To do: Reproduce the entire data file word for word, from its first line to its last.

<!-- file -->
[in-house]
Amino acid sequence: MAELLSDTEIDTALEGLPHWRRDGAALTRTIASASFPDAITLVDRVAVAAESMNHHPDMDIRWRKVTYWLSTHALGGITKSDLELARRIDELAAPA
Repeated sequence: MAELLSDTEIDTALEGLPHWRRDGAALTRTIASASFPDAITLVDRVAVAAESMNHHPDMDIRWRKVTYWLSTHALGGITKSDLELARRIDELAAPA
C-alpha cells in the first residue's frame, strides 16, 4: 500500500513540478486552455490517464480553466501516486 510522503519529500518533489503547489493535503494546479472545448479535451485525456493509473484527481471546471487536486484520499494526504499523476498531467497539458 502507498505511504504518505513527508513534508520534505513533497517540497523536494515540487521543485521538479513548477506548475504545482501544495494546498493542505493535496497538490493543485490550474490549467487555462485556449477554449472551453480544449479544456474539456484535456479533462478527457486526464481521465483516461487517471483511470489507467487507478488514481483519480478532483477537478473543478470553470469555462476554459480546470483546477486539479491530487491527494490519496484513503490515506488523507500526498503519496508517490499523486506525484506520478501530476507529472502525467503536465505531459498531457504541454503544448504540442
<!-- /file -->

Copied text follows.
[in-house]
Amino acid sequence: MAELLSDTEIDTALEGLPHWRRDGAALTRTIASASFPDAITLVDRVAVAAESMNHHPDMDIRWRKVTYWLSTHALGGITKSDLELARRIDELAAPA
Repeated sequence: MAELLSDTEIDTALEGLPHWRRDGAALTRTIASASFPDAITLVDRVAVAAESMNHHPDMDIRWRKVTYWLSTHALGGITKSDLELARRIDELAAPA
C-alpha cells in the first residue's frame, strides 16, 4: 500500500513540478486552455490517464480553466501516486 510522503519529500518533489503547489493535503494546479472545448479535451485525456493509473484527481471546471487536486484520499494526504499523476498531467497539458 502507498505511504504518505513527508513534508520534505513533497517540497523536494515540487521543485521538479513548477506548475504545482501544495494546498493542505493535496497538490493543485490550474490549467487555462485556449477554449472551453480544449479544456474539456484535456479533462478527457486526464481521465483516461487517471483511470489507467487507478488514481483519480478532483477537478473543478470553470469555462476554459480546470483546477486539479491530487491527494490519496484513503490515506488523507500526498503519496508517490499523486506525484506520478501530476507529472502525467503536465505531459498531457504541454503544448504540442